But more than anything, I really believe that what is happening on our own border is one of the greatest human rights atrocities of this generation. Many of the people crossing the Mexican/American border are coming from Honduras, Guatemala, El Salvador, etc. (which are all very different countries that have very different cultures). They are fleeing unimaginable violence and poverty, and should, in my humblest opinion, be treated like refugees instead of “invaders.” Building a wall, rounding up “illegals,” putting children in detention centers, and turning a blind eye to the horrific slaughter of an entire group of people - it’s easy to go about our lives and try not to think about these things. And it’s even easier to look back at the past, be on the right side of history, and point a “morally superior” finger at other generations. But what about the people suffering now, today, as I type these words and you read these words? What will they say about us in two generations? And what can we do about it?
And to your last point, there is a rich and diverse community of Latino artists in this city. Finding amazing actors and directors to work with has never been an issue. If anything, the larger theaters should be embracing this community because as the demographics in America shift, Latinos will become a much larger and vocal segment of theater audiences.
K: I was extremely intrigued by the use of ritual in the play, and your use of repetition to create what felt like personal rituals for many of the characters. Was constructing rituals conscious on your part? If so why? And what importance do you feel rituals have in the world of this play, for its characters, and for the tone of this piece?
H: Ritual is in everything. It’s one of the first questions I ask about each character in every play I write. Ritual is, I think, fundamental to being human. The way a musician handles his guitar, or the way an actor prepares before going on stage, or the way a cowboy saddles his horse, or a the way a chef prepares her kitchen. I think it’s a way for us to feel like we have a little control in a chaotic and unpredictable world. And the more chaotic and unpredictable, like in Juarez, the more sacred ritual becomes. Especially if ritual can be attached to a God or a religion. For Juanda, her ritual with La Santa Muerte becomes the last great hope in connecting to her child, confronting her own complacency and, ultimately, finding hope and courage.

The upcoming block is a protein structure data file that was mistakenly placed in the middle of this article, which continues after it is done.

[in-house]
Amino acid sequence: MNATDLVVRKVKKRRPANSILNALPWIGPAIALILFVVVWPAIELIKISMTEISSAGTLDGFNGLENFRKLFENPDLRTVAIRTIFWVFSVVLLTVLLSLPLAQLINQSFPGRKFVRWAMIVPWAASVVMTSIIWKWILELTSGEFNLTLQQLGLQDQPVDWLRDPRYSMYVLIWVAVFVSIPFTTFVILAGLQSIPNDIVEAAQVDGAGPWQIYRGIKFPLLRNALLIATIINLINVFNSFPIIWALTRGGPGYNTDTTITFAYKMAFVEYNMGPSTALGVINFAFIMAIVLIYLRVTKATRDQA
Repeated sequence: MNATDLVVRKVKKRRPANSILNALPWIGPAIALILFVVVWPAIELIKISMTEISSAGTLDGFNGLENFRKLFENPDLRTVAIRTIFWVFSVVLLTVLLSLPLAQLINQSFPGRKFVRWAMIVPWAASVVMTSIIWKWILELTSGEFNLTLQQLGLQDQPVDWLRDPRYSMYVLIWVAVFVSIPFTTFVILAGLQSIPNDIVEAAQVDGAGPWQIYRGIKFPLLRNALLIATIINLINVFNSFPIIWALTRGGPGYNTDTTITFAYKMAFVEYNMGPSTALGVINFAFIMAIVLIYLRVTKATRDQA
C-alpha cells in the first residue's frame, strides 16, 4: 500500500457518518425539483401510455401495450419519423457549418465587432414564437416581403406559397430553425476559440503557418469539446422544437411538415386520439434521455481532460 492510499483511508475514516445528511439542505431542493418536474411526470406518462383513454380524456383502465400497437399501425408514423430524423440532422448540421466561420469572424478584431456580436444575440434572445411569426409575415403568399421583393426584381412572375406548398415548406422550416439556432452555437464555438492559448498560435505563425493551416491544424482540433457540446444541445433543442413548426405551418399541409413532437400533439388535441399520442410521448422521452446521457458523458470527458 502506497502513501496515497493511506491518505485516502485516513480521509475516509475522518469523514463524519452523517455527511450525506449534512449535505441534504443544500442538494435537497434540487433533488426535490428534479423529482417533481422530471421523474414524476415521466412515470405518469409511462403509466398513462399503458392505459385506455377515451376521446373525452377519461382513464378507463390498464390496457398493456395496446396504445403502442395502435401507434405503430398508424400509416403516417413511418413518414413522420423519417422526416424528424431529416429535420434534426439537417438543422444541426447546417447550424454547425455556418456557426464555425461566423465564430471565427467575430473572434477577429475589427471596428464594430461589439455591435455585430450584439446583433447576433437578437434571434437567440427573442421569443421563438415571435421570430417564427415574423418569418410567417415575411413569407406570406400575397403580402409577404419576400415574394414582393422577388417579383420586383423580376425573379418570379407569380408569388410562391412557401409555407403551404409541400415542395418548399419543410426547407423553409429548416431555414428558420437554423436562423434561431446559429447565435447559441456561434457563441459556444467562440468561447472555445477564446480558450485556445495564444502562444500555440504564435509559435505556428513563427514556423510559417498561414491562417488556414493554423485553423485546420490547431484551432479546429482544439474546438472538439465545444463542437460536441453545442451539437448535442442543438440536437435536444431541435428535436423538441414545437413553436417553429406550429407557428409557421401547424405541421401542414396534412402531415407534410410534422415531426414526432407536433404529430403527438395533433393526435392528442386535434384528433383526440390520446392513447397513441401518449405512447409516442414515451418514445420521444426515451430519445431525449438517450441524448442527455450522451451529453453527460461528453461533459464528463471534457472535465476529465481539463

K: I loved the song. Did you write it? If so was it something that came to you early in the writing, or did it come to you after you’d already established the idea of the relationship between The Clock and The Bull. If it’s a real song was it one of your original inspirations for Ghosts, or did you come across it in researching your story?
H: I did not write the song. “El Reloj” is a very famous song written by Roberto Cantoral in the 1950s, and has been recorded by many different Mexican artists since then. It’s one of those songs that carries a certain romance and nostalgia. It’s the equivalent of “My Girl” or “In the Still of the Night”. It’s one of those songs that everyone knows and has a memory wrapped up in, often about a time in the world that was much “simpler.” I wanted to juxtapose that with these two children, Raquel and “El Reloj,” coming-of-age in a world that is messy and violent and morally ambiguous, but still, underneath it all, there is beauty and innocence.
My grandfather would sometimes listen to “El Reloj” while working on cars in the garage, and so it felt right to find a place for it in this play.